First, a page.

Helicases have been shown to exist in different oligomeric states in order to carry out their activities on nucleic acid substrates. When oligomeric structures are required for optimal activity, a question that remains is whether the monomeric form of the helicase retains activity. Work from several laboratories has led to differing proposals regarding the oligomeric state of NS3. These proposals include NS3 functioning as a monomer (29, 47), as a dimer (3032), and as an oligomer (33, 34). The data in this report also appear to provide conflicting results. Despite the biophysical appearance of oligomeric behavior in solution, some of the kinetic investigations support the postulate that the monomer is the least complex, active species of NS3.

A model was developed to reconcile the kinetic and biophysical data and is shown in Fig. 6. In this model, NS3 exists in equilibrium between monomeric and oligomeric forms, each capable of binding to and unwinding DNA. Under conditions where the protein is in excess of the substrate, multiple NS3 subunits bind to the substrate, and their cooperative action gives rise to rapid and processive formation of ssDNA product. Under conditions where the DNA substrate is in excess of the protein, the oligomeric form is capable of binding multiple nucleic acid strands, which is strongly supported by data in Fig. 2. When NS3 active sites are saturated with DNA substrate or with annealing trap, the observed activity is similar to that of monomeric NS3, although NS3 exists as an oligomer. Thus, interpretation of the kinetic data for DNA unwinding in terms of monomers or oligomers is dependent on the relative concentrations of enzyme and DNA. The results in this report support the conclusion that NS3 exists in equilibrium between monomeric and oligomeric species in which the monomeric units are capable of independent or cooperative function, depending on the relative concentration of nucleic acid.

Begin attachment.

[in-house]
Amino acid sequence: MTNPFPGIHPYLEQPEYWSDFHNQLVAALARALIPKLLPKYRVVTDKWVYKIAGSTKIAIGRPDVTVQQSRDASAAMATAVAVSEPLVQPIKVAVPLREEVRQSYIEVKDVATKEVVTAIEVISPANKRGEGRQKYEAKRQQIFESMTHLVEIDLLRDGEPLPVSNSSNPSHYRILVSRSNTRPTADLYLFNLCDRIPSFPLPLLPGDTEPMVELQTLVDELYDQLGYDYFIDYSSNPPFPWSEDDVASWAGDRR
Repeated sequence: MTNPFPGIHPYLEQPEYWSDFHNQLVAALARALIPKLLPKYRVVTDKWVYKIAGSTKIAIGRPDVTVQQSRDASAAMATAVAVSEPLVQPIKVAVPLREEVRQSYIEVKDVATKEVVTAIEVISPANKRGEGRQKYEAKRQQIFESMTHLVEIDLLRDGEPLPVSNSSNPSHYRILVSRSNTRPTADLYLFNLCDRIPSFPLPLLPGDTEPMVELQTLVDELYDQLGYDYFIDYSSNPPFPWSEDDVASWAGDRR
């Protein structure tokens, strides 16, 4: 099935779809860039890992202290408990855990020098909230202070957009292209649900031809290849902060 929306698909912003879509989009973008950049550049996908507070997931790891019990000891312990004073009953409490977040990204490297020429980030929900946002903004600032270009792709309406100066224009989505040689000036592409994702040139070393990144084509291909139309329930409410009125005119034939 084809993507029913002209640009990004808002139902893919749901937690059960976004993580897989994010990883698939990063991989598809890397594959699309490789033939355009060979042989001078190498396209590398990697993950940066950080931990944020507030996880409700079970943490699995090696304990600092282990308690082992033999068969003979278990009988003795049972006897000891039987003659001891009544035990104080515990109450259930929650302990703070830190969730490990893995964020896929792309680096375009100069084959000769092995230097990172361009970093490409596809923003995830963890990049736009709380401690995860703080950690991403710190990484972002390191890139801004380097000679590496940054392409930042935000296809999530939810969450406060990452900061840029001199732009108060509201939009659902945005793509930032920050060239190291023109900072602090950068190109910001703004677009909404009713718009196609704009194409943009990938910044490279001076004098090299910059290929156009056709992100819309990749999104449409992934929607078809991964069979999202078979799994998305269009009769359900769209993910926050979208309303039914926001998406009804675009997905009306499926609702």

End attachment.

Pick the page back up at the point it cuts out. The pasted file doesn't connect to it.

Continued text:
Model for NS3 oligomeric behavior in the presence of limiting or excess DNA substrate. NS3 exists in equilibrium between monomeric and oligomeric forms in solution. The monomeric form can bind and unwind DNA. Increasing NS3 concentration favors oligomerization. ...

Multiple turnover DNA unwinding experiments conducted by varying the concentration of wild-type NS3 exhibited no increase in specific activity (Fig. 3). Further, when a fixed amount of wild-type NS3 was mixed with increasing concentrations of an ATPase-deficient variant, no reduction in unwinding activity was observed under multiple turnover conditions (Fig. 5). These observations, taken together, can be interpreted as if NS3 behaves functionally as a monomeric enzyme when the DNA concentration is in excess of the protein concentration. It should be noted that under multiple turnover conditions, a large excess of annealing trap was present in the reaction mixture, thereby making the total nucleic acid concentration in great excess to the enzyme concentration.